Page 45 Review by Jonathan
"We're really sorry, sir. It was my idea."
"I don't care whose damn it was! I want the damn grass cut!"
"Then why don't you cut it yourself you lazy #$%#..."
"That the best you can do, old man?"
"You mouthy little #%$!"
"Get your bike!"
"We gotta go now, Clint!"
"Where we gonna go, Barn?"
"I don't know. Just keep biking."
Well now, this was an unexpected delight. I mean, I probably shouldn't have been remotely surprised given how highly I rate Jeff Lemire, but let me tell you, if you were perhaps also worried this title was going to take a dip following the departure of Messrs. Fraction and Aja (and let us also not forget Pulido and Wu on HAWKEYE VOL 3 art duties) I can most emphatically assure you that will not be the case based on the evidence of this first volume.
Okay, so what's different and what's the same? Well, we still have some elements of the dual narrative structure, but not just through the eyes of current-day Clint and Kate, wise-cracking and one-upping back and forth whilst bulls-eyeing bad guys, but also a young Clint as the issue switches between a typical high-octane all-not-exactly-going-to-plan Hawkeye-Hawkeye team-up taking down a Hydra cell, and new, fleshed-out flashbacks to Clint and Barney Barton's childhood together. Also, I may just have broken my own record for most hyphens in a sentence there.
The two time periods are rendered with dramatically different art styles but by the same artist, Ramon Perez. In fact for the modern Hawkeye Sr.& Jr. double-act he's gone for a style not entirely dissimilar to David Aja's, so much so in fact that I had to check it wasn't him! I can only presume this is to (subliminally) reassure readers that whilst much will be different about this title going forward, the panel-by-panel fun and frolics element is going to remain largely unchanged, visually at least. I think this is an entirely wise decision on Lemire's and Perez's parts, given Lemire's own comments in his afterword of the first issue about the humongous size of the scarlet booties they were filling.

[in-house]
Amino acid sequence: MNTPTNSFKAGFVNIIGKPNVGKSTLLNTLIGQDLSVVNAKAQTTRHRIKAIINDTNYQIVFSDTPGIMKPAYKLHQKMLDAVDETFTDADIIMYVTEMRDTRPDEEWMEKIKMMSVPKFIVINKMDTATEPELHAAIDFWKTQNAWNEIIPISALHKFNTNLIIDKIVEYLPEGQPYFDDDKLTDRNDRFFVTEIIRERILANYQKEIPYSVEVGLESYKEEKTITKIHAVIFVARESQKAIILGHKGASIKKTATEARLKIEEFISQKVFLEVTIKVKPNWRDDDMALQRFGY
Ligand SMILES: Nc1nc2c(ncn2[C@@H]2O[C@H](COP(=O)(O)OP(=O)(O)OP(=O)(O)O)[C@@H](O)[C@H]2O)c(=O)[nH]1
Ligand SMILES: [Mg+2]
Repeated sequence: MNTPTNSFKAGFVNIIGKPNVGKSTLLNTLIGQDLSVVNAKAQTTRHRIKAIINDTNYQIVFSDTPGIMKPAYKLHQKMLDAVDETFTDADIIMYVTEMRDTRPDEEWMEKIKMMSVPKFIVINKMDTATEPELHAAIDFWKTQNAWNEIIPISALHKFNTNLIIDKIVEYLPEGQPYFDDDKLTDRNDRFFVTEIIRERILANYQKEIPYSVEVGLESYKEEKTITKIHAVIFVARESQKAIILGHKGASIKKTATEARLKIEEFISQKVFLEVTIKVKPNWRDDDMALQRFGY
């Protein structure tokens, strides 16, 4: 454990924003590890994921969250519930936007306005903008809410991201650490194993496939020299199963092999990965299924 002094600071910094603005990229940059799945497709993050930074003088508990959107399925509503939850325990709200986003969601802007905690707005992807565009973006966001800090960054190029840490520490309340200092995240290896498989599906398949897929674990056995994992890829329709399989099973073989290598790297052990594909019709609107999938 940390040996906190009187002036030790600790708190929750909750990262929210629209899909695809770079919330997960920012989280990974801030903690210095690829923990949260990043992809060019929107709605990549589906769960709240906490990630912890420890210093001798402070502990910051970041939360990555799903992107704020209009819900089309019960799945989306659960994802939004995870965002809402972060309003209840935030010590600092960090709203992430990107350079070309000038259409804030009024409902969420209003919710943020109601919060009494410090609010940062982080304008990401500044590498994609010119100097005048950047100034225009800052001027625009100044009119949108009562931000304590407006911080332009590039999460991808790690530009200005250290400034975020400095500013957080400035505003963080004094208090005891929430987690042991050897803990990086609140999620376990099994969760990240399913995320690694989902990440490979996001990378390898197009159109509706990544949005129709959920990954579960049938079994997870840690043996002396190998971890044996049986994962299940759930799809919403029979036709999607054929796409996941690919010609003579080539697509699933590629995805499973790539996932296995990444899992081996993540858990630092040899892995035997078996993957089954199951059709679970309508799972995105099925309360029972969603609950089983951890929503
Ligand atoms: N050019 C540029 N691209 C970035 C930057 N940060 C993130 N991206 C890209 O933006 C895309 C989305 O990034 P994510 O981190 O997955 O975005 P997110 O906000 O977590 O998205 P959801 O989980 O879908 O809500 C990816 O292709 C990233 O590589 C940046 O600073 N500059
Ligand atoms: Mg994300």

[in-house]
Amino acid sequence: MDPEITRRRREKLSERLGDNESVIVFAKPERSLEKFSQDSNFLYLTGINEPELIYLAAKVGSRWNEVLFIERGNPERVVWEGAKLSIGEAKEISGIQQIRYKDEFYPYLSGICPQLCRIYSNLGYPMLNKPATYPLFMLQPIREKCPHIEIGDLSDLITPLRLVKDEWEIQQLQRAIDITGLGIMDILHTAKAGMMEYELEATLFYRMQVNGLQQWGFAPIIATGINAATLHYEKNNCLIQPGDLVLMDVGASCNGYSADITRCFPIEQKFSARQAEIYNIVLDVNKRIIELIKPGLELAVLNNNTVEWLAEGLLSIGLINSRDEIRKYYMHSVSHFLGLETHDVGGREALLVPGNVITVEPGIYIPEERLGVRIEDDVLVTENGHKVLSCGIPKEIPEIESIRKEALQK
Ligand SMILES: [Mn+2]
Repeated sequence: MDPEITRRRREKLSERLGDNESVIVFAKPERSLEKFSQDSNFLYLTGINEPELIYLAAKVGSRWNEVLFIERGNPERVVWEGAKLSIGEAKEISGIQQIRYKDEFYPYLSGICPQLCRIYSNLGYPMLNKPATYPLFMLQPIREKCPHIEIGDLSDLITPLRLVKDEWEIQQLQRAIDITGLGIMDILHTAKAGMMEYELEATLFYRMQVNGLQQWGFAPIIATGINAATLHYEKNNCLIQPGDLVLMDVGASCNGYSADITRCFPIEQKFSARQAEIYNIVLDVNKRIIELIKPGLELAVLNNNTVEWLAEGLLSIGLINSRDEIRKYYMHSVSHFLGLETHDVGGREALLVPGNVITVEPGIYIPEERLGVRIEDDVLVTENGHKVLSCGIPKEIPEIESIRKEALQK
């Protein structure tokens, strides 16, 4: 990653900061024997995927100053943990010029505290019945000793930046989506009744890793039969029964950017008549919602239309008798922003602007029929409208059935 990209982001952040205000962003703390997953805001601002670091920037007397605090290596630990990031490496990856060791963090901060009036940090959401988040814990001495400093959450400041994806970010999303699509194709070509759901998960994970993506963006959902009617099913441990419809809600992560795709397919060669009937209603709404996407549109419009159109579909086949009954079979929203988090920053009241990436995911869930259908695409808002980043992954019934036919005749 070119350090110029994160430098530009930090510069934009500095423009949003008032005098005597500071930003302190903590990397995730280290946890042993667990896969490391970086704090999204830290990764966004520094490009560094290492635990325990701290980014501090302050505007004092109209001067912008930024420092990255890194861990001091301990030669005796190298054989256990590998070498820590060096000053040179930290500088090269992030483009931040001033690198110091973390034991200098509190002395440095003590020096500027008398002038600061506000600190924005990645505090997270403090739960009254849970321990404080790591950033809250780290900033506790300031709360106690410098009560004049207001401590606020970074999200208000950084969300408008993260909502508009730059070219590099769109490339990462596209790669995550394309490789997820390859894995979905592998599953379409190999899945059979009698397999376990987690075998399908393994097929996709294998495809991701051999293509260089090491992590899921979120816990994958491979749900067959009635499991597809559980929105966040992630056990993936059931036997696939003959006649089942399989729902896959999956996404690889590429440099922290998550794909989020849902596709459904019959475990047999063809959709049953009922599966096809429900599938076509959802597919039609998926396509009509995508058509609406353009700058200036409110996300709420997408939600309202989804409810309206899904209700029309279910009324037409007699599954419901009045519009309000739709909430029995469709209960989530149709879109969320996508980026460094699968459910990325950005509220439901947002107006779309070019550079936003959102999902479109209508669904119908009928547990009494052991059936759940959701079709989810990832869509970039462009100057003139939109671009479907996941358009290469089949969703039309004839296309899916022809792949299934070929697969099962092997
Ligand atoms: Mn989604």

What is radically different, though, are the dreamy sequences featuring a young Clint and brother Barney finding themselves unwelcome at yet another foster home, largely due to their own inability to conform, behave and obey like good little boys, it must be said. Well, perhaps also Barney smashing their new foster father over the head with a baseball bat this time... These are produced in a water colour style, with a palette entirely composed of myriad hues of purple, minus any panels or gutters whatsoever, giving the effect of recalling long-forgotten memories of a misspent youth.
I suspect it's this era's portrayal which is going to provide the real heart and emotional depth of Lemire's run, given how much poignancy he manages to encapsulate in barely a handful of pages right from the get go. But I also doubt - especially given how the two time periods' stories and art styles begin to intercut and interact and eventually collide before culminating in two emotionally polar opposite but equally dramatic finales for the first chapter - that events in the modern era are going to be mere spurious fun, either. No, I don't think they are going to be light and frothy throwaway frippery at all...